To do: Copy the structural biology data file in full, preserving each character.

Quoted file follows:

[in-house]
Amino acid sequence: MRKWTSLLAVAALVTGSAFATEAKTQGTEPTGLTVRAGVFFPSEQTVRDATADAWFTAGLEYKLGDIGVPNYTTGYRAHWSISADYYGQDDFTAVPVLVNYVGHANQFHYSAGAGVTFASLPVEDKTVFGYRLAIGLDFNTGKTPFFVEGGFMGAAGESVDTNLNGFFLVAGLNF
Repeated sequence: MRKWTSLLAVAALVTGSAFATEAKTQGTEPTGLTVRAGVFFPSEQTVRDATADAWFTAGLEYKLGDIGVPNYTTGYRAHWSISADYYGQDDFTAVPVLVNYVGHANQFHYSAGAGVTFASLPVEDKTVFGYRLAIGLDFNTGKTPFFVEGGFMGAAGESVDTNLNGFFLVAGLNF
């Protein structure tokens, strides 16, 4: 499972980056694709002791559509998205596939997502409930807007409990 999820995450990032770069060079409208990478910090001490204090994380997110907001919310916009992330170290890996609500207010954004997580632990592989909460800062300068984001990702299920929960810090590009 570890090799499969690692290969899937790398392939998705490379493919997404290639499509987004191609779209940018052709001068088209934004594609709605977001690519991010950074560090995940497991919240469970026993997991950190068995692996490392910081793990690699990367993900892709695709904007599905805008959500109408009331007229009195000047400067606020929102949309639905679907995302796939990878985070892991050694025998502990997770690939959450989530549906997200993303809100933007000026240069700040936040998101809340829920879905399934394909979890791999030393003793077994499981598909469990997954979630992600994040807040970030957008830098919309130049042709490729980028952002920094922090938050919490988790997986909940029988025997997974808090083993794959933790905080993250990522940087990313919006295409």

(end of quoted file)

[in-house]
Amino acid sequence: MRKWTSLLAVAALVTGSAFATEAKTQGTEPTGLTVRAGVFFPSEQTVRDATADAWFTAGLEYKLGDIGVPNYTTGYRAHWSISADYYGQDDFTAVPVLVNYVGHANQFHYSAGAGVTFASLPVEDKTVFGYRLAIGLDFNTGKTPFFVEGGFMGAAGESVDTNLNGFFLVAGLNF
Repeated sequence: MRKWTSLLAVAALVTGSAFATEAKTQGTEPTGLTVRAGVFFPSEQTVRDATADAWFTAGLEYKLGDIGVPNYTTGYRAHWSISADYYGQDDFTAVPVLVNYVGHANQFHYSAGAGVTFASLPVEDKTVFGYRLAIGLDFNTGKTPFFVEGGFMGAAGESVDTNLNGFFLVAGLNF
């Protein structure tokens, strides 16, 4: 499972980056694709002791559509998205596939997502409930807007409990 999820995450990032770069060079409208990478910090001490204090994380997110907001919310916009992330170290890996609500207010954004997580632990592989909460800062300068984001990702299920929960810090590009 570890090799499969690692290969899937790398392939998705490379493919997404290639499509987004191609779209940018052709001068088209934004594609709605977001690519991010950074560090995940497991919240469970026993997991950190068995692996490392910081793990690699990367993900892709695709904007599905805008959500109408009331007229009195000047400067606020929102949309639905679907995302796939990878985070892991050694025998502990997770690939959450989530549906997200993303809100933007000026240069700040936040998101809340829920879905399934394909979890791999030393003793077994499981598909469990997954979630992600994040807040970030957008830098919309130049042709490729980028952002920094922090938050919490988790997986909940029988025997997974808090083993794959933790905080993250990522940087990313919006295409």